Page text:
- Social Connections: Maintain your contacts with others by joining clubs or going to places where those of your age gather, as parks for morning or evening walks. Keep in touch with your family. Build meaningful relationships that nurture you. Also, remember to respect others’ choices and do not step on their toes.
Don’t let go of your social connections. Do not isolate yourself.
- Brain activity: Carrying out tasks that give your brain a workout are important to keep your thinking sharp. It can as simple as reading books or listening to audiobooks, solving a crossword or sudoku, learning new skills as origami or chess. Always believe that you can keep learning and remembering.
•» Keep your brain alert, active, and flexible.
- Exercise: Physical exercise is a proven way to increase your productivity and health in your golden years. Exercise keeps your mind active and fresh, increases your mobility and balance, brings a more optimistic outlook towards life, and, of course, reduces the risks of several illnesses. Strength training can help maintain muscle mass, which can then delay care dependency and reverse frailty.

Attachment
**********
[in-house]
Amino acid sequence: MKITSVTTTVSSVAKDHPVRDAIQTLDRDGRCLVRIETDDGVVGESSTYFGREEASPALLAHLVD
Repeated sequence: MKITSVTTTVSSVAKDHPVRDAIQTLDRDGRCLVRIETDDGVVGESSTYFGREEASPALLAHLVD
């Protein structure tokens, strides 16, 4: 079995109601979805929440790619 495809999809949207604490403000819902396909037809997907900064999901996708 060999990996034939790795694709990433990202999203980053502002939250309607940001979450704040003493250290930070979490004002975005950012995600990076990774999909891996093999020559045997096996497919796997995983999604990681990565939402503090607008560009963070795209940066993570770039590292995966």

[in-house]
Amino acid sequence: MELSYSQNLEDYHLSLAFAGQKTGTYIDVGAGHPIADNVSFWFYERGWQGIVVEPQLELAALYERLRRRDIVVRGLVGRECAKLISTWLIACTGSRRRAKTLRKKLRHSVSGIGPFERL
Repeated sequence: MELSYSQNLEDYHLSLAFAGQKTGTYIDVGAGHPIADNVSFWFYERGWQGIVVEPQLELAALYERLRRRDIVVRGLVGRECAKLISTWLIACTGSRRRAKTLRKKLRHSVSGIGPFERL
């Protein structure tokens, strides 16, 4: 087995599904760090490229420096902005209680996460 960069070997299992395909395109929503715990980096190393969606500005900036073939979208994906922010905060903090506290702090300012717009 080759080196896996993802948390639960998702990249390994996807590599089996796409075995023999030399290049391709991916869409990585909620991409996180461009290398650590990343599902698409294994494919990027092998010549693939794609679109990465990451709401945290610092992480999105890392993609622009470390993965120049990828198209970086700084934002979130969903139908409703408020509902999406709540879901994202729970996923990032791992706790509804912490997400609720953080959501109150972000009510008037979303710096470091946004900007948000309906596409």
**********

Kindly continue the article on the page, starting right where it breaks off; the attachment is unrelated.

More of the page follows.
•» Stay active. Take up 30 min of moderate exercise every day.
- Food: Old age is a prime time to value the importance of healthy and nutritious food. Eat less amounts. Include fresh foods in your diet. Ask your doctor or nutritionist for advice on what foods you can have and what to avoid. As scientists have found, the brain foods – seafood, beans, nuts, and greens – can help keep your mental sharpness intact to a great extent.
•» Eat for health and energy rather than taste and pleasure.
- Medical diary: Keep a diary of your medical checkups and doctor appointments. Set up reminders so as not to miss them. Stop any unhealthy habits or addictions you might have, as smoking or drinking. Ask for psychological help whenever you feel you’re unable to cope with a situation with peace of mind. Never miss your medical checkups and doctor visits.
•» Seek regular help of your doctor and other health professionals.
We believe there is no typical age of an old person. All that reference to 65 years and more to mean old age is just a current notion, and it’s a stigmatized one. In future, when they are more, we feel they should use their numbers to find a more inspiring term to call themselves.
Grow old along with me – the best is yet to be. — Robert Browning, 1864
The human race is getting older.